Could you have a gluten sensitivity or intolerance?
14th January, 20180 Comments
Written by: Melody Mackeown
Gluten sensitivity is different to a gluten “allergy”, which destroys the epithelial lining of the gut wall lining. This is called celiac disease, which is an auto-immune disease, and can be assessed via a blood test.
What is gluten?
Gluten is a substance found in just four of the grain family – wheat, rye, barley and in some oats. It is a sticky protein that binds the dough in baking made with these four grains. The cause (pathophysiology of this condition, also called non-coeliac gluten sensitivity or NCGS) is not yet fully determined, however, a gluten sensitivity or intolerance, can damage “tight junctures” of the epithelial lining in the small intestine and may therefore contribute to inflammation and activation of the immune system.
The symptoms of gluten sensitivity are diverse, including both physical and mental, making it difficult to diagnose and identify in many instances as the symptoms mirror those in other disease processes.
Physical symptoms include: IBS-like symptoms, including abdominal pain, nausea, bloating, flatulence, diarrhoea or constipation and systemic manifestations such as headache/migraine, joint and muscle pain, muscle contractions, leg or arm numbness, chronic fatigue, weight loss and anaemia.
Mental symptoms include: Behaviour disturbances such as the disturbance in attention and depression.
How to find out if gluten is affecting you?
The above symptoms usually disappear when gluten is taken out of your diet. It is also possible to test for wheat/gluten proteome reactivity and autoimmunity and gluten-associated cross-reactive foods and foods sensitivity, which will enable you to cut out any other foods that may be triggering your symptoms.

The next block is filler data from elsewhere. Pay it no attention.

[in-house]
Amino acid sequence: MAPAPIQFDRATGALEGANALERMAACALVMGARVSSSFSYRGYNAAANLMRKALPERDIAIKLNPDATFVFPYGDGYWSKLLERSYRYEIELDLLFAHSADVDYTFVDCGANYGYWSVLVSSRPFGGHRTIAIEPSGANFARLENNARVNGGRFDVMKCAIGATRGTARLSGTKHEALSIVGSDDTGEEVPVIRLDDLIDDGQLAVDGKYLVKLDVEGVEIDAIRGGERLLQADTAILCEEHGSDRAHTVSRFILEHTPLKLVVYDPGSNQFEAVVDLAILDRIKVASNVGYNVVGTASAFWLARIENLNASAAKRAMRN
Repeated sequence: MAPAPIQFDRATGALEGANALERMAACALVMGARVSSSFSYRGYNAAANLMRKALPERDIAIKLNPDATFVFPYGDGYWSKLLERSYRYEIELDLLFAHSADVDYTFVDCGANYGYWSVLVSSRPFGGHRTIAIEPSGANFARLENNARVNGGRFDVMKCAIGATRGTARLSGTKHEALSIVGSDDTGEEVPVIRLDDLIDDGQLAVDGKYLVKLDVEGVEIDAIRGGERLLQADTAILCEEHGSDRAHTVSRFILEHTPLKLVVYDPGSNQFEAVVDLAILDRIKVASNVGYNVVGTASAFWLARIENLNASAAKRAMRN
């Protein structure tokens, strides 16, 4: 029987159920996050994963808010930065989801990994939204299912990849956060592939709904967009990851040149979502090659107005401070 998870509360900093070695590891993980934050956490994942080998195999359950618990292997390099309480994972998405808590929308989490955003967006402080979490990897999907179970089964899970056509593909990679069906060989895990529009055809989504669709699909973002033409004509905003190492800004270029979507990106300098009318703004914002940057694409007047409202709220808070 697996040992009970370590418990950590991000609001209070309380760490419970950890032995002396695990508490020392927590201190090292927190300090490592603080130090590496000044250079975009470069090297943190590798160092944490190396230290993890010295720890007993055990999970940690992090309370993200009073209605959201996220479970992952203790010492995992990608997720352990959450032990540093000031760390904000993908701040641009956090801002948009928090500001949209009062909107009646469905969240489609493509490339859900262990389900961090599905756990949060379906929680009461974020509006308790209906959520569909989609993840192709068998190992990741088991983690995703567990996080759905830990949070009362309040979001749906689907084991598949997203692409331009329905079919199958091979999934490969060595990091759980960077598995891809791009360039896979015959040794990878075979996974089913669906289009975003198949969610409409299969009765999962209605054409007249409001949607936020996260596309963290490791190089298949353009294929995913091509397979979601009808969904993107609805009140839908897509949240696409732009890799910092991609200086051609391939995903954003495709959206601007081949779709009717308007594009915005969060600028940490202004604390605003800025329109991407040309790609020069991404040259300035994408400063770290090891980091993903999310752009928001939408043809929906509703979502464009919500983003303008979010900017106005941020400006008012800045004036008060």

All fresh fruit and vegetables, fresh plain meat and fish, eggs, milk, plain cheeses, butter, sugar, honey, jams, oils, plain nuts, dried fruits and vegetables canned in water, plain canned fruit, plain frozen fruit and vegetables are gluten free. The more ‘natural’ the foods the less likely they are to contain gluten. The gluten containing items such as bread, cakes and biscuits can be replaced with gluten-free (and wheat-free) flours.
Other starchy foods in the diet that are naturally gluten-free are potatoes, rice, bananas, and sweetcorn.
As gluten and wheat is hidden in so many products, it may be helpful to consult a trained nutritional therapist to carry out a dietary evaluation, as they will be able to help you avoid gluten, recommend diagnostic testing and ensure you are obtaining all the nutrients you need when avoiding a particular food group. Furthermore, without specialist advice, and especially if you have a cross-reactivity with another food, even though you have removed gluten from your diet, your symptoms could persist and you may give up with the dietary changes you have made and your digestive problems may remain unresolved for many years to come.
About the author
Melody Mackeown, is a nutritional therapist who works in Putney and Earlsfield, London.
Whether you want to start a family, improve your mood, struggle with low energy, poor sleep or digestion or find it difficult reaching and maintaining your ideal weight, shouldn't you do something about it now?
Nutritionist Resource is not responsible for the articles published by members. The views expressed are those of the member who wrote the article.
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